On Sat, Apr 17, 2021 at 10:26:30PM -0400, Matt Corallo wrote: > Sure, there are better ways to handle the reassembly cache overflowing, but > that is pretty unrelated to the fact that waiting 30 full seconds for a > fragment to come in doesn't really make sense in today's networks (the 30 > second delay that is used today appears to even be higher than RFC 791 > suggested in 1981!).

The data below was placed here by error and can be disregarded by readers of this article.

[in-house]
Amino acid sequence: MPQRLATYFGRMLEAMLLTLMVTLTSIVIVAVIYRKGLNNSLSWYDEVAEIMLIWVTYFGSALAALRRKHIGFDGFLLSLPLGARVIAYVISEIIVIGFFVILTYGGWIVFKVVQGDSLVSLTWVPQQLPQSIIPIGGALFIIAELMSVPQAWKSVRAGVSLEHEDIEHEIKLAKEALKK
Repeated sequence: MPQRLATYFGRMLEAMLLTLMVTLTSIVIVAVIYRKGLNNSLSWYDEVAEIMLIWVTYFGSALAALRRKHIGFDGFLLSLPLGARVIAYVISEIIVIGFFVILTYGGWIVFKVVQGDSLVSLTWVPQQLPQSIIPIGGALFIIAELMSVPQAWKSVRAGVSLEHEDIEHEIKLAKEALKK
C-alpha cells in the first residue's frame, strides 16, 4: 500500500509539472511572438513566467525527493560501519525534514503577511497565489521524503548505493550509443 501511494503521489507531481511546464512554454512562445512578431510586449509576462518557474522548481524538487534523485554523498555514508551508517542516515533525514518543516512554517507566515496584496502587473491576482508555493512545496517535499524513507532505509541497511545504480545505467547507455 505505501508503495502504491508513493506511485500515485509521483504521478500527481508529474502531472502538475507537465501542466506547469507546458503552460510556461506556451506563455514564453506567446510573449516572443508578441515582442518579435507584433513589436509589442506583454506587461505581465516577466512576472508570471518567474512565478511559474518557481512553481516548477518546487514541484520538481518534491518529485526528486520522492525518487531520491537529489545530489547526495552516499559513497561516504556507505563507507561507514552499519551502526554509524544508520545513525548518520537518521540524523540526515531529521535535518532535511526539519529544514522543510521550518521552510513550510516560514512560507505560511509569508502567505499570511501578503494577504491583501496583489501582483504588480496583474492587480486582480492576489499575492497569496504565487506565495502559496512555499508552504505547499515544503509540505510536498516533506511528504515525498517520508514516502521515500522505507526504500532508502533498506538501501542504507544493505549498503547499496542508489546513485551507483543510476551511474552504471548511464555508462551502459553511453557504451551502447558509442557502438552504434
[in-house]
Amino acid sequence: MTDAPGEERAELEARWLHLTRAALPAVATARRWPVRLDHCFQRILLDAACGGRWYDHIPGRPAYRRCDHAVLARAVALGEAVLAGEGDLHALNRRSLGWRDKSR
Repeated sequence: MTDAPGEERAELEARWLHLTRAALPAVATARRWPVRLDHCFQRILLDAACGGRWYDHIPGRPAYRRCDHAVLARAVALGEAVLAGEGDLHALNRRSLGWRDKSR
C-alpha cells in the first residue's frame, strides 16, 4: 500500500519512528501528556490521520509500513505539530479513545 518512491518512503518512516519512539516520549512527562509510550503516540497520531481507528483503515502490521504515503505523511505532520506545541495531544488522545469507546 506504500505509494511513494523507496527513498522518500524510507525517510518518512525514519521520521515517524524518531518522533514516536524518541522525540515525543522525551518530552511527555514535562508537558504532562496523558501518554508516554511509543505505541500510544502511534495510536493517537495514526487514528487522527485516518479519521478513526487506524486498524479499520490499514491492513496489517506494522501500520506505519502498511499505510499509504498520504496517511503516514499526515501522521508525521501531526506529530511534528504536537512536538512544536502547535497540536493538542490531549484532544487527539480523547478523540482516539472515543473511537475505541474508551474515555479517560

Not exactly actually, because you forget the TTL here. With most hosts sending an initial TTL around 64, after crossing 10-15 hops it's still around 50 so that would result in ~50 seconds by default, even according to the 40 years old RFC791. The 15s there was the absolute minimum. While I do agree that we shouldn't keep them that long nowadays, we can't go too low without risking to break some slow transmission stacks (SLIP/PPP over modems for example). In addition even cutting that in 3 will remain trivially DoSable. > You get a lot more bang for your buck if you don't wait > around so long (or we could restructure things to kick out the oldest > fragments, but that is a lot more work, and probably extra indexes that just > aren't worth it). Kicking out oldest ones is a bad approach in a system made only of independent elements, because it tends to result in a lot of damage once all of them behave similarly. I.e. if you need to kick out an old entry in valid traffic, it's because you do need to wait that long, and if all datagrams need to wait that long, then new datagrams systematically prevent the oldest one from being reassembled, and none gest reassembled. With a random approach at least your success ratio converges towards 1/e (i.e. 36%) which is better. Willy